"A New York Treasure" --Village Voice

Georgie’s Boy

Here’s Mike Vaccaro, writing in today’s Post:

He is not a blood relative, so this wasn’t an inherited trait. And Brian Cashman is neither the bully nor the greedy back-page raconteur George Steinbrenner was in the prime of his career, a man willing to say and do just about anything to land that prime acreage of New York journalistic real estate.

But in some very real, and very important ways, Cashman has become the living legacy of the Best of the Boss.

Off with their Heads!


1 Chyll Will   ~  Oct 26, 2010 11:02 am

The important thing that Cash has learned in all this time is to remain silent until it's necessary to speak. Apparently he does his talking with the people who need to know (fellow GMs and VPs) and the results speak for themselves. He must have had that kind of influence on Hal as well, who seemingly remained outside of the interests of the Yankees until his father's health began to fail. Hank... well, I'm sure they love Hank.

2 The Mick536   ~  Oct 26, 2010 12:24 pm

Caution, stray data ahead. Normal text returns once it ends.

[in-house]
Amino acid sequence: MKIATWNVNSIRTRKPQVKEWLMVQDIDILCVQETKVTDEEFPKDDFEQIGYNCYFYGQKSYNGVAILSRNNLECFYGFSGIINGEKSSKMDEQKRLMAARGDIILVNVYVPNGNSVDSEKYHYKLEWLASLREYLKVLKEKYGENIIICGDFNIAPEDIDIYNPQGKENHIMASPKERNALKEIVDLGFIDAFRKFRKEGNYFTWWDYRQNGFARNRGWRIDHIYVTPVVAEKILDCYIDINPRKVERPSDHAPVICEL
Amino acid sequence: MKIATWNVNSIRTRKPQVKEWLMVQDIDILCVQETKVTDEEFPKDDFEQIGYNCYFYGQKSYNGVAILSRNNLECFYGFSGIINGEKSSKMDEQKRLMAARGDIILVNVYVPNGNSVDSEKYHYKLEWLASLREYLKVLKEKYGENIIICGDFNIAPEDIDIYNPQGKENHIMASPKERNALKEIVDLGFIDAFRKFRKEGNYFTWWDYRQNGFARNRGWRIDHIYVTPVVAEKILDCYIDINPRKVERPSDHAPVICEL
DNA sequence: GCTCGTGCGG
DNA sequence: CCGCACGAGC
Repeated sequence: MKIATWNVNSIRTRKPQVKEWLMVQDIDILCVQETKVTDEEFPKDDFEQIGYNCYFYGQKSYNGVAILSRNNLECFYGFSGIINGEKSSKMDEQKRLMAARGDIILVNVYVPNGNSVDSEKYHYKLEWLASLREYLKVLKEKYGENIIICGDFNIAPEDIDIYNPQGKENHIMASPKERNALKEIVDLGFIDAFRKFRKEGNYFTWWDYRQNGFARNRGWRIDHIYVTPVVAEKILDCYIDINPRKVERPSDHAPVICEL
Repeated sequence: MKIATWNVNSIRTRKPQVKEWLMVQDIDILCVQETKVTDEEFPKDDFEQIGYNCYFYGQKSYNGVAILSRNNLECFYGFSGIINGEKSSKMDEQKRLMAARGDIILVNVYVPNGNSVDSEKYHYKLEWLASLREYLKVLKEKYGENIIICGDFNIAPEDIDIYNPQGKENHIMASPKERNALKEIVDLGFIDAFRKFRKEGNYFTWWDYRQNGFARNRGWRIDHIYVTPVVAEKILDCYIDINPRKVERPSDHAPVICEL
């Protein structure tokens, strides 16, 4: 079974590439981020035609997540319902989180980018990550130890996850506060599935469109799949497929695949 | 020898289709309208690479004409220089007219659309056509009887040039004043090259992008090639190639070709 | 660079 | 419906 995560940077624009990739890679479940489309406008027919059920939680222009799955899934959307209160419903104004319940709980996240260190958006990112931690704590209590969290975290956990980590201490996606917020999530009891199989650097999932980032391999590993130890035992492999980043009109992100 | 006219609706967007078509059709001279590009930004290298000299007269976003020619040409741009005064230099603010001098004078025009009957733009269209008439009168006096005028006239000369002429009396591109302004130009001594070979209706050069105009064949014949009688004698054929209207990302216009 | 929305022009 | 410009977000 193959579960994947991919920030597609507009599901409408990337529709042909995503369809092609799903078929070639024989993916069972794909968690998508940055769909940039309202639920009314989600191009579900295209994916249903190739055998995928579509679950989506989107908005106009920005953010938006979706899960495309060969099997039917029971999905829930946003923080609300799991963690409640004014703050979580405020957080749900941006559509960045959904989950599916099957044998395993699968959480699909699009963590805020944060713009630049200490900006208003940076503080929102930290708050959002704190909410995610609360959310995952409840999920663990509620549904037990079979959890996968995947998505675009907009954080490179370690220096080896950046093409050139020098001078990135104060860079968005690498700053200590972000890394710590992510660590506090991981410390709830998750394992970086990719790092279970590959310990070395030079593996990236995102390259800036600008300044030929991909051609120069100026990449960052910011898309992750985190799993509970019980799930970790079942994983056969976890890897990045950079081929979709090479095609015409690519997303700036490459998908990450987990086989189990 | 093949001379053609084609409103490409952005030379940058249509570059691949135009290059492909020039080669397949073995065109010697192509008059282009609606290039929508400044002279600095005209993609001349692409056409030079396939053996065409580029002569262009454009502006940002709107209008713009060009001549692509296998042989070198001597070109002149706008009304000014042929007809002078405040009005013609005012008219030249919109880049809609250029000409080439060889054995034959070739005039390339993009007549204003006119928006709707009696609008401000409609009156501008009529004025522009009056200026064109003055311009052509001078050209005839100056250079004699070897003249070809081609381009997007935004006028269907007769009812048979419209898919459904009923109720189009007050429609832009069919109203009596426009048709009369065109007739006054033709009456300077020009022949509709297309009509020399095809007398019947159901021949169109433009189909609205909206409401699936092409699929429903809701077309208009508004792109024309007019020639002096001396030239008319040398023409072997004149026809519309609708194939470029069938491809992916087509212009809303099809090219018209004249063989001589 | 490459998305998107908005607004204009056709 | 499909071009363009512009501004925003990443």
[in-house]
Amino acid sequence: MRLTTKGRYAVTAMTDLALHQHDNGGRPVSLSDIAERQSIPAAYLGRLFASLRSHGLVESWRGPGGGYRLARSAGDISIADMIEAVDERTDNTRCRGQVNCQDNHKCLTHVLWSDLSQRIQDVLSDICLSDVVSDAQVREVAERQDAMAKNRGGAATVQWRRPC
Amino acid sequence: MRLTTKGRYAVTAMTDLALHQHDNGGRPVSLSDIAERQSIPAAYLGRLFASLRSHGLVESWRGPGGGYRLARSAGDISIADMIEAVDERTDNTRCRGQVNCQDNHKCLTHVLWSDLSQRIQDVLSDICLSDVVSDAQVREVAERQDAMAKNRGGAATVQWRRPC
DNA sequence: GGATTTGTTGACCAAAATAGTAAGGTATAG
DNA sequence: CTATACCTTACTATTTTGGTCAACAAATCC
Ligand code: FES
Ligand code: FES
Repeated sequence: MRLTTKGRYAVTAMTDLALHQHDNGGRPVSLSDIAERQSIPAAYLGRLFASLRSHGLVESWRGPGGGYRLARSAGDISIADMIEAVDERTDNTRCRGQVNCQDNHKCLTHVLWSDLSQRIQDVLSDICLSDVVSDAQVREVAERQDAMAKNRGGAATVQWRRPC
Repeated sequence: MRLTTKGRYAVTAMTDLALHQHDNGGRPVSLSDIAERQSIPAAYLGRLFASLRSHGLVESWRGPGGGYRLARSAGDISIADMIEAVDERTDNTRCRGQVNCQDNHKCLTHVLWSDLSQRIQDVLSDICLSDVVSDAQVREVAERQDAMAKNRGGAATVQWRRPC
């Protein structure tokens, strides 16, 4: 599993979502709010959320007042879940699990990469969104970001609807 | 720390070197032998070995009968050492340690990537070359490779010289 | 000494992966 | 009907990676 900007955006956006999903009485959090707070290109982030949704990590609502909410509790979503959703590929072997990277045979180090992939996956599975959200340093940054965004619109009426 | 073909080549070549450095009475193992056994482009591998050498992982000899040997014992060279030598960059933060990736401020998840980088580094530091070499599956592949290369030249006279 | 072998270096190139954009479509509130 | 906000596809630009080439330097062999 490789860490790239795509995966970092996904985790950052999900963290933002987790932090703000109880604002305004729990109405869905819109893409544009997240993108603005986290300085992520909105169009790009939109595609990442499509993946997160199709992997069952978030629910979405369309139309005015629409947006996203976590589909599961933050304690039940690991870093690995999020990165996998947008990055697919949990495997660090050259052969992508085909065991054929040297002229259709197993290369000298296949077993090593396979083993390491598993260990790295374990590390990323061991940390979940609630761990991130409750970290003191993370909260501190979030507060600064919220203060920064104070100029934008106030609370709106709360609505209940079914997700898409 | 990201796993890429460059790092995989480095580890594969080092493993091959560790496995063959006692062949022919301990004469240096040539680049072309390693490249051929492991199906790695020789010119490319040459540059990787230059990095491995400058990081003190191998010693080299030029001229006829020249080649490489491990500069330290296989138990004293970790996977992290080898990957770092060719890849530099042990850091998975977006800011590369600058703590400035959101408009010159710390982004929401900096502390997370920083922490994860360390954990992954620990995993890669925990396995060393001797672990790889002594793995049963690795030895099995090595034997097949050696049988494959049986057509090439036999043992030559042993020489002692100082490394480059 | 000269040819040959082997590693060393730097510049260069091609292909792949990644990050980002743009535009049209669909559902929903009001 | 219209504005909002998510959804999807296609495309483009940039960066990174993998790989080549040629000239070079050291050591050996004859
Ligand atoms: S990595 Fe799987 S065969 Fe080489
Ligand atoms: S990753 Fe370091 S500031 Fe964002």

The comparison to George doesn't comport with the facts. Its a little too narrow of a comparison to say that both wanted to win. Is there an owner or GM who doesn't?

I'd need to know more about the advice Cash received that led him to import the four duds and Granderson during the offseason, as well as some documentation about his relationship with cardboard Joe. What did Joe know about AJ and Joba from Eiland and what did he tell Cashman. And, how much does management now interfere with personell decisions? Yawkey wanted to win, too, but didn't know how to size up talent.

This was a seriously personalityless team, as were many of the teams of the 80's. So far as I know, none of the players lashed out at the GM or the ownership. Ask Goose or Reggie, both of whom seem to have their lips taped, or Dave Winfield about George's need to win. George may have been more consumed with keeping his shipping business afloat. The only reason the Yankees held on so long was that the American League East was not as strong as the writers and announcers said it was.

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"This ain't football. We do this every day."
--Earl Weaver